Where the oil trains run (through Minnesota)

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Thanks to MN2020 reader Kim L for a suggestion to map out the freight rail routes on which up to nine trains a day traverse Minnesota, each carrying 3 million gallons of North Dakota crude oil, nearly all of it on the way to far distant refineries.

“As someone who lives fairly close to a rail yard in St. Paul and can periodically hear trains rumbling past my community, I have often wondered what the trains are carrying and what kind of risk our community is being exposed to on a regular basis,” Kim commented my recent article about the new rush of black gold through the Gopher State. “Only when Minnesotans see the scope of the problem (and how close it is to their community) will they act.”

Well, with invaluable help from Dave Christianson at the state Department of Transportation’s rail office, we’ve learned that as many as seven of these tanker trains may run near Kim’s home virtually 365 days a year. They pass through many Minnesota communities on Canadian Pacific and Burlington Northern Santa Fe tracks from our western border through St. Cloud and the Twin Cities to Prescott, Wis., and La Crescent, Minn. Several others run south through Willmar toward Sioux Falls, S.D.

According to Christianson, “a few trains a month” peel off from the main lines to supply refineries at Pine Bend and St. Paul Park in the southern Twin Cities and in Superior, Wis., via Brainerd.

Click links to enlarge:

Traffic of crude oil

Crude oil traffic through Twin Cities

Cartography: Oil routes are MN2020 overlay on MNdot maps. (Source maps: State and Metro)

Huge explosions and fires on trains carrying Bakken Shale Formation oil in Casselton, N.D., near the Minnesota border, and in Quebec in the past six months have understandably heightened concerns hereabouts, where 80 percent of the Bakken crude that doesn’t fit into pipelines is being through-shipped by rail.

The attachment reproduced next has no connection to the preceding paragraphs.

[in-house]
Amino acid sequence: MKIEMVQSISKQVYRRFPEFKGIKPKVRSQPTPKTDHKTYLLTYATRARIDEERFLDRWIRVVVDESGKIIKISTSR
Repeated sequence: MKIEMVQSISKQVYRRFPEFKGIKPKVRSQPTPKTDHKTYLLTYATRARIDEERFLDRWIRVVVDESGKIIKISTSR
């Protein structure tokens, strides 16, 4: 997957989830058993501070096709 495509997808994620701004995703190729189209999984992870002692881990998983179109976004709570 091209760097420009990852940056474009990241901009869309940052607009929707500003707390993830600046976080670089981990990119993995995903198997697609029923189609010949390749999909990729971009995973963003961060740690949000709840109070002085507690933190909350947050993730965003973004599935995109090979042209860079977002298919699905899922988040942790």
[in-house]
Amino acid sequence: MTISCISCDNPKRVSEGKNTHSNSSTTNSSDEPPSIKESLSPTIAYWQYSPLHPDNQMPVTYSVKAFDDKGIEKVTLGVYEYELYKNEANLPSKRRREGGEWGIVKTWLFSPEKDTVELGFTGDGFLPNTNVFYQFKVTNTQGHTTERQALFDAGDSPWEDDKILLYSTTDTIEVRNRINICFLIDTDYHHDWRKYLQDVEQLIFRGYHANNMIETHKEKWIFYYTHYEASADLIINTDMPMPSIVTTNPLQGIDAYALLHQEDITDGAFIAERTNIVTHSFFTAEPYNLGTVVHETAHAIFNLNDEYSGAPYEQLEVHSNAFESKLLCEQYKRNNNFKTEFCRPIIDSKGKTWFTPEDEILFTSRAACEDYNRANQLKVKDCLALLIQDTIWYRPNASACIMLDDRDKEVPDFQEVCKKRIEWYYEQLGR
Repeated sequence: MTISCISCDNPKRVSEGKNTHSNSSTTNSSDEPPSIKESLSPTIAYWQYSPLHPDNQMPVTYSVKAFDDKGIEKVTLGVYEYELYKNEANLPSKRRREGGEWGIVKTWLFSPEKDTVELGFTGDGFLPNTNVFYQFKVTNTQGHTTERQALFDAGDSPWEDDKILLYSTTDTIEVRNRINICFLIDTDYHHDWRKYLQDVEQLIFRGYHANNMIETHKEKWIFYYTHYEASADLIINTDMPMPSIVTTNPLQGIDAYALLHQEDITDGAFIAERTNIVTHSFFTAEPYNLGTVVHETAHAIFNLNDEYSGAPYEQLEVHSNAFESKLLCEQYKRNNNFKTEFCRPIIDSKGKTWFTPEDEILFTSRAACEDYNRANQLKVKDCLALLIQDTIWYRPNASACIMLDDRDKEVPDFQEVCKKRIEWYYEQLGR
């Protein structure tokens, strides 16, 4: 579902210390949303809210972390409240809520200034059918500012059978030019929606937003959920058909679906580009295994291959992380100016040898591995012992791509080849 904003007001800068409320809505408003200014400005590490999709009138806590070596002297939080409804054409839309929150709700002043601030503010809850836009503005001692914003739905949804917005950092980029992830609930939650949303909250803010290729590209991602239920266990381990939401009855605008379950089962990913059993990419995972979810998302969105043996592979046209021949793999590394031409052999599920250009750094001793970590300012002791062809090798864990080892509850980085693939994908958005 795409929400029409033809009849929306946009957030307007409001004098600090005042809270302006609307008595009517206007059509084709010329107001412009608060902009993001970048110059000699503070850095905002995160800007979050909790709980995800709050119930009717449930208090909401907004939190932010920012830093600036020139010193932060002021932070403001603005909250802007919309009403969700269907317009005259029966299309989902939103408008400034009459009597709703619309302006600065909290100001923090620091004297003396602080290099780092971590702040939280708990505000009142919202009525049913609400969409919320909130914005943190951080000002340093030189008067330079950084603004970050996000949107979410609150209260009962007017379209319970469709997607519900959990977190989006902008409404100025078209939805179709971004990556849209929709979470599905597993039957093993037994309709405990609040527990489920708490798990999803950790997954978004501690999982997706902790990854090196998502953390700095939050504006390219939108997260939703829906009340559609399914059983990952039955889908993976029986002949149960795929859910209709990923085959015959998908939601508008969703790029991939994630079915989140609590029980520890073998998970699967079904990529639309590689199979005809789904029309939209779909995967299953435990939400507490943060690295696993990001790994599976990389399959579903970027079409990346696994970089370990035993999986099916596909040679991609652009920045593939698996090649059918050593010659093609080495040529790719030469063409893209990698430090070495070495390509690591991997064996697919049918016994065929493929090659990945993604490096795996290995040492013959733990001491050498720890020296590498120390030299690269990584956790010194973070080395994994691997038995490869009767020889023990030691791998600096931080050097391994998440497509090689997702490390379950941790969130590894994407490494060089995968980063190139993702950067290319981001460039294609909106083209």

Last week, the mayor of Chicago, a transit point for many oil trains from Minnesota, proposed a national hazardous freight fee on such shipments. Rahm Emanuel said the money could go to rail safety improvements, emergency preparedness and reinsurance for communities hit by rail disasters. At a U.S. Conference of Mayors meeting in Washington, D.C., he said the idea was supported by mayors of Kansas City, Madison, Milwaukee, Philadelphia and Peoria, Ill.

Also last week, the National Transportation Safety Board recommended that oil trains be rerouted around populated and sensitive areas where possible, and urged tougher audits of railroads’ ability to clean up big spills and properly mark hazardous loads to assist firefighters.

The railroads already are taking extra safety precautions in the wake of the Casselton and Quebec disasters, including limiting oil trains to 50 miles per hour (down from a standard for freight of 65 m.p.h.), reviewing training, communications and dispatching procedures and paying more attention to accurate marking of tanker contents and real-time reporting when locomotive cabs are locked and hand brakes set during downtimes. In Quebec, 47 people died when a train that had brought Bakken crude through Minnesota broke away downhill unmanned after brakes weren’t set, then crashed and exploded.

“There are no guarantees, but they’re trying to operate in the safest way possible,” Christianson said. “The railroads still have a sterling safety record going back decades. They are safe.”

We sure hope so. As pointed out before, federal rules governing railroads make it hard for Minnesotans to address directly any perils coming down the tracks. That said, it’s still worth knowing where those perils are.